Ladies, do you realize how valuable you are to others? Studies have shown that married men tend to have longer life spans, while women live longer when they have close female friendships. That’s right–as a woman, your friendship is actually powerful enough to extend the lives of those you care about.
This makes sense when you consider how women are natural nurturers. Because we are wired to bear and raise children, our mothering instincts make us very good at nurturing others. We are natural healers as well, which is why healing arts such as yoga and massage tend to attract more women than men. Indeed, the power of sisterhood is a force of nature to behold.
Unfortunately, ideas about female friendships have become distorted due to pop culture. The mainstream media often teach young women to get ahead by being competitive and catty. The competition typically centers around impressing men, usually with our appearance alone. The underlying assumption is that women only achieve status through relationships with men–which, of course, downplays the empowerment of women. Furthermore, competition actually goes against our natural state.
The study of interpersonal communications reveals that communication styles of men and women are quite different. A seminal academic study by Deborah Tannen showed that starting at a very young age, boys made friends based upon competition. On the other hand, young girls formed friendships based upon the search for likeness and connection. If one girl said something like, “My babysitter wears glasses,” her best friend would be very excited to announce that her babysitter also wore glasses. The two would giggle with glee, and the friendship deepened.
Thus, women tend to engage in what Tannen calls “rapport-talk,” a style of communication that promotes emotional connection above all else. Thus, as close friends, women tend to be come across as more supportive, caring, and sympathetic. No wonder both men and women derive such value from female friendships!
Strength in Numbers: Women’s Groups
This is why sisterhood circles of all kinds–whether formal or informal–allow us to open up to each other even more. Without the presence of men, we feel more comfortable letting our guard down and seeing each other as friends, rather than getting stuck in competition. Plus, without the eyes of men around, women feel less caught up with body image and more able to move their bodies freely and dress as they please. Thus, women’s circles can be liberating and healing on many levels, as we release the need to look beautiful and focus upon feeling good from the inside out.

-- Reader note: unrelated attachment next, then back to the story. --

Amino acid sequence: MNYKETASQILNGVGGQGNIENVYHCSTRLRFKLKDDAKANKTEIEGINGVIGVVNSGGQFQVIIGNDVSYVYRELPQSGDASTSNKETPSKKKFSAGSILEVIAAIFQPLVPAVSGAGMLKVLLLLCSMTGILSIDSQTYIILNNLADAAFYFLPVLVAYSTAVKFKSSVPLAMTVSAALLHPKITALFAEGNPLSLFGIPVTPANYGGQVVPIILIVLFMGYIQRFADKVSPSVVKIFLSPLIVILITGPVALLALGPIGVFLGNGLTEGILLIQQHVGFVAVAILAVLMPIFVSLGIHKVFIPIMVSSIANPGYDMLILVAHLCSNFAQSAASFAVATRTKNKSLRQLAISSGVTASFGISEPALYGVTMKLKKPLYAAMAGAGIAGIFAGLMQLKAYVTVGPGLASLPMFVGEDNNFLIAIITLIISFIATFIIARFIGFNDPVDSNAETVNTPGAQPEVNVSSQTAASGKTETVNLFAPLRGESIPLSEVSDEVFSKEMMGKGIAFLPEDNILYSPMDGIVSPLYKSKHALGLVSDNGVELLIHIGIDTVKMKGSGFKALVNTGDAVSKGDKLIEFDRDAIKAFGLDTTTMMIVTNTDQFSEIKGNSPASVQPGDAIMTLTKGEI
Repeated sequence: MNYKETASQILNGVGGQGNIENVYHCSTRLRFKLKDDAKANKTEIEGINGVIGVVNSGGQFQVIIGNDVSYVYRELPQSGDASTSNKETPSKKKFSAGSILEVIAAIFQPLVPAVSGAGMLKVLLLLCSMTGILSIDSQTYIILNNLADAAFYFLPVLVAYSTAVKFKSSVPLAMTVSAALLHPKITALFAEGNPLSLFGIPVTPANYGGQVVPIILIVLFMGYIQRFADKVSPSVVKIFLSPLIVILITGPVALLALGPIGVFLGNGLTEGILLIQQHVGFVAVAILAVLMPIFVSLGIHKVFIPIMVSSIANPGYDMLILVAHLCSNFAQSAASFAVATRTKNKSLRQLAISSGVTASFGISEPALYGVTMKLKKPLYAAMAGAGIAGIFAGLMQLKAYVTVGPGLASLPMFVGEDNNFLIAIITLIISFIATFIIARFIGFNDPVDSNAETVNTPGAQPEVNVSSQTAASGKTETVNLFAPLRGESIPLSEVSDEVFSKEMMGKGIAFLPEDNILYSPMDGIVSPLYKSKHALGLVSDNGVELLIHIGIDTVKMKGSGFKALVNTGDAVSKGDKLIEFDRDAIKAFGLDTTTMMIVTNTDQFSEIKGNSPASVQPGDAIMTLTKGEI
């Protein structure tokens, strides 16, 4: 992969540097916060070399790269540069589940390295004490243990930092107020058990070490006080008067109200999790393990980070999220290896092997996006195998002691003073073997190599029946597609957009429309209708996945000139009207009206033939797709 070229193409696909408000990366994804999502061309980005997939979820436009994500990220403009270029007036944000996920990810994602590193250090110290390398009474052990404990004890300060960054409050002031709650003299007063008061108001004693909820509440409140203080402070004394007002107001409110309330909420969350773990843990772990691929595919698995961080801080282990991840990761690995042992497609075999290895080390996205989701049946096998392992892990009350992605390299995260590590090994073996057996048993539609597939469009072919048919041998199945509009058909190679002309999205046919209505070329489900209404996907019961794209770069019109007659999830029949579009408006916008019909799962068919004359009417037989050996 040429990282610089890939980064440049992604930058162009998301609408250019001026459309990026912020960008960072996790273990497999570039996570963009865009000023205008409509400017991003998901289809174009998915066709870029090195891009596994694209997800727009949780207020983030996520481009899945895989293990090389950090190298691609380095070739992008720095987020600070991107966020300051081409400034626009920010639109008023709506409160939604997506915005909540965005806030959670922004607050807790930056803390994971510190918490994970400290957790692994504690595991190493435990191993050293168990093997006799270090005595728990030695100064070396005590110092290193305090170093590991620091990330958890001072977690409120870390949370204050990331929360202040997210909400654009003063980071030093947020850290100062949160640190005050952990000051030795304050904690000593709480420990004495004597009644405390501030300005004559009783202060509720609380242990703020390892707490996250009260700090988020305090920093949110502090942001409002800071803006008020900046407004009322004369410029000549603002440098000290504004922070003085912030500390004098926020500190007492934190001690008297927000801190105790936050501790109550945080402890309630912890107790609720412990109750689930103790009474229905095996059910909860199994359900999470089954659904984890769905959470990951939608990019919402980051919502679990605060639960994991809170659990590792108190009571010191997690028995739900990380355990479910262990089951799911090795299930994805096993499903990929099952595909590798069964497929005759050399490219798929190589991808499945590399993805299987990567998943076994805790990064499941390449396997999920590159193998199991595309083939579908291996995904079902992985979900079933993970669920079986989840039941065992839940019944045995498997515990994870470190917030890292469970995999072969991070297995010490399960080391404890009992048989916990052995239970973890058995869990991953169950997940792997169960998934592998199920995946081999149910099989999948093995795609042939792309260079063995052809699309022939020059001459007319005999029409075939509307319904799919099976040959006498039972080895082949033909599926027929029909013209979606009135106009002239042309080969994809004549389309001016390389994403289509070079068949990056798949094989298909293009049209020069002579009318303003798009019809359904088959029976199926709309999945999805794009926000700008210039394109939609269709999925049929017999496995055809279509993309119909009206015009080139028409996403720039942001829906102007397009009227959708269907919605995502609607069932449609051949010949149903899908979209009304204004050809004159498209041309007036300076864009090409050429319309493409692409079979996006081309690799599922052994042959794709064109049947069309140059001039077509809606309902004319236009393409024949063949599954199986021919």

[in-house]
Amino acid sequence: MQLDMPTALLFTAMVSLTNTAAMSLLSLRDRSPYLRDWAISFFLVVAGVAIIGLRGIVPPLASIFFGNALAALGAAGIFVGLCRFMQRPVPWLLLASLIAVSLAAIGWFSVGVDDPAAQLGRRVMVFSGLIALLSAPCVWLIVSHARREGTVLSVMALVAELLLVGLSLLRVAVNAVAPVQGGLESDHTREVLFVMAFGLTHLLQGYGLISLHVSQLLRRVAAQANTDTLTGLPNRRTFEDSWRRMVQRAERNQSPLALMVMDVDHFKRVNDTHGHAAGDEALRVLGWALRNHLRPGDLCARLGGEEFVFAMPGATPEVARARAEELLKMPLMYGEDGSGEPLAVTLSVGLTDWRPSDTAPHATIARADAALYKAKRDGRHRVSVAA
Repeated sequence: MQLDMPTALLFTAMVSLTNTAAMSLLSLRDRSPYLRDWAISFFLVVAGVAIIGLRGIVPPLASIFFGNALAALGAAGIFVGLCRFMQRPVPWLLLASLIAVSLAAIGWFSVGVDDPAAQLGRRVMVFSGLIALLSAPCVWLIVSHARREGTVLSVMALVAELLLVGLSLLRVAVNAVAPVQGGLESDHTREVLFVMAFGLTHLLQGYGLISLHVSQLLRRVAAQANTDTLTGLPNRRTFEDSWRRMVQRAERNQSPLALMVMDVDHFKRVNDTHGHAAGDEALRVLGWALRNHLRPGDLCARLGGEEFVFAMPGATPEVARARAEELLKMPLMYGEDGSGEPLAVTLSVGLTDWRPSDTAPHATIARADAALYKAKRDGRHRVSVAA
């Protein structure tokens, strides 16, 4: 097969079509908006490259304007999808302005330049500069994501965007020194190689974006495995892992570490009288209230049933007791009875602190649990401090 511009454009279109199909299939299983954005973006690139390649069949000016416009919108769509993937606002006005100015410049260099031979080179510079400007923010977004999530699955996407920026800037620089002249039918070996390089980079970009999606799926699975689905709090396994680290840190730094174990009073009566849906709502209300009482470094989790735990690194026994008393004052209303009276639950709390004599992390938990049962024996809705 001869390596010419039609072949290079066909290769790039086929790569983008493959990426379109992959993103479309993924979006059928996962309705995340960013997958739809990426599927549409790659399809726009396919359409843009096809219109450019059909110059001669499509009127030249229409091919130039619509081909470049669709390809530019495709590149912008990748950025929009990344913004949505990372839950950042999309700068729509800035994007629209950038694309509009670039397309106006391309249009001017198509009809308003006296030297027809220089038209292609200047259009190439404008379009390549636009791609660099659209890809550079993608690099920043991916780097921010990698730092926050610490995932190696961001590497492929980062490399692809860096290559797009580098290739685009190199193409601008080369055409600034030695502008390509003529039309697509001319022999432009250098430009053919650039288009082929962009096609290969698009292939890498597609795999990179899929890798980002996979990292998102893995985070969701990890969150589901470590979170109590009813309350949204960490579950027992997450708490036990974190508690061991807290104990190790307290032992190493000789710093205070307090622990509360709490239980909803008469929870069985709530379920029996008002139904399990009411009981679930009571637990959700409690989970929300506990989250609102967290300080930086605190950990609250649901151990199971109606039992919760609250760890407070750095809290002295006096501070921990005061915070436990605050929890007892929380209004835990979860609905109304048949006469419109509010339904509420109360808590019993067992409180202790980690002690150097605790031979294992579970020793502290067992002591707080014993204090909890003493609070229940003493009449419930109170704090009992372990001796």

In women’s circles, we also tend to feel safer being candid with their innermost thoughts and feelings. We can share and compare experiences that are unique to women, such as menstrual cycle stories and remedies, as well as all of the unique challenges and joys of motherhood. What might be an embarrassing story in front of men becomes an out-an-out hysterical laughter session among women. (Read: what happened when I got my first period, or the time I peed in my pants while nine months pregnant.)
It’s important to release any guilt we have about taking the time to come together with other women. Saying that it’s healthy to get together without men doesn’t mean that we want to exclude them from our lives altogether. Of course not!
All we are saying is that occasionally getting away from what is still a largely male-dominated society is a very healthy and healing experience for women of all ages. Traditional societies know this, but it’s something that modern Western society as a whole has forgotten. It’s time to take back the tradition of sisterhood circles–not out of a sense of resentment toward men, but in the simple knowing that empowered and happy women make the whole world a better place.
And let’s face it–women possess a great deal of wisdom! By coming together and sharing this with one another, we have much to learn that will enrich our lives and empower our experiences of womanhood. Thus, we can continue to provide that life-supporting emotional depth and friendship that sustains the world.
Written By: Sarah Baldwin